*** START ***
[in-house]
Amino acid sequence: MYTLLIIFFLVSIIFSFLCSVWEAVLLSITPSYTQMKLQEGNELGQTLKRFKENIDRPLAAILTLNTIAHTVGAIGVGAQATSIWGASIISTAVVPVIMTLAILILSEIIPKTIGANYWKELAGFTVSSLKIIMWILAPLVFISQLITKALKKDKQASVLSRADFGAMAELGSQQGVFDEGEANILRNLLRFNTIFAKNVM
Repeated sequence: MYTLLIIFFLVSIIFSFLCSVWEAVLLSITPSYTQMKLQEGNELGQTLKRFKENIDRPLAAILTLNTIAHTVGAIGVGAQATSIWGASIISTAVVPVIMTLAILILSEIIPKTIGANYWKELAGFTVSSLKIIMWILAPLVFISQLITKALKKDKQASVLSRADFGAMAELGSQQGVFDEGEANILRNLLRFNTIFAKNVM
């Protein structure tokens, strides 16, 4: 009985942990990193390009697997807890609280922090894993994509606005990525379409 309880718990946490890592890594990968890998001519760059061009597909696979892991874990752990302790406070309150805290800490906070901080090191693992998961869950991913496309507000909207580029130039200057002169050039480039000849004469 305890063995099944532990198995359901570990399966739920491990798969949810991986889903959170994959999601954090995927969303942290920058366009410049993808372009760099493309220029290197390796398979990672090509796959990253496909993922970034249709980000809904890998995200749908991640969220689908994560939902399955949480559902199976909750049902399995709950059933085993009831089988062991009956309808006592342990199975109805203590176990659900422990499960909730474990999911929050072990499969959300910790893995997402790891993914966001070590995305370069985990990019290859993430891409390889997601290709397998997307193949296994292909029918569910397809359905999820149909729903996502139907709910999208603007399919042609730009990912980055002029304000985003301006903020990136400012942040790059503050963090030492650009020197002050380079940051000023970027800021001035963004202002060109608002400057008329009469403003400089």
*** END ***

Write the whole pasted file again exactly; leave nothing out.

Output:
[in-house]
Amino acid sequence: MYTLLIIFFLVSIIFSFLCSVWEAVLLSITPSYTQMKLQEGNELGQTLKRFKENIDRPLAAILTLNTIAHTVGAIGVGAQATSIWGASIISTAVVPVIMTLAILILSEIIPKTIGANYWKELAGFTVSSLKIIMWILAPLVFISQLITKALKKDKQASVLSRADFGAMAELGSQQGVFDEGEANILRNLLRFNTIFAKNVM
Repeated sequence: MYTLLIIFFLVSIIFSFLCSVWEAVLLSITPSYTQMKLQEGNELGQTLKRFKENIDRPLAAILTLNTIAHTVGAIGVGAQATSIWGASIISTAVVPVIMTLAILILSEIIPKTIGANYWKELAGFTVSSLKIIMWILAPLVFISQLITKALKKDKQASVLSRADFGAMAELGSQQGVFDEGEANILRNLLRFNTIFAKNVM
């Protein structure tokens, strides 16, 4: 009985942990990193390009697997807890609280922090894993994509606005990525379409 309880718990946490890592890594990968890998001519760059061009597909696979892991874990752990302790406070309150805290800490906070901080090191693992998961869950991913496309507000909207580029130039200057002169050039480039000849004469 305890063995099944532990198995359901570990399966739920491990798969949810991986889903959170994959999601954090995927969303942290920058366009410049993808372009760099493309220029290197390796398979990672090509796959990253496909993922970034249709980000809904890998995200749908991640969220689908994560939902399955949480559902199976909750049902399995709950059933085993009831089988062991009956309808006592342990199975109805203590176990659900422990499960909730474990999911929050072990499969959300910790893995997402790891993914966001070590995305370069985990990019290859993430891409390889997601290709397998997307193949296994292909029918569910397809359905999820149909729903996502139907709910999208603007399919042609730009990912980055002029304000985003301006903020990136400012942040790059503050963090030492650009020197002050380079940051000023970027800021001035963004202002060109608002400057008329009469403003400089």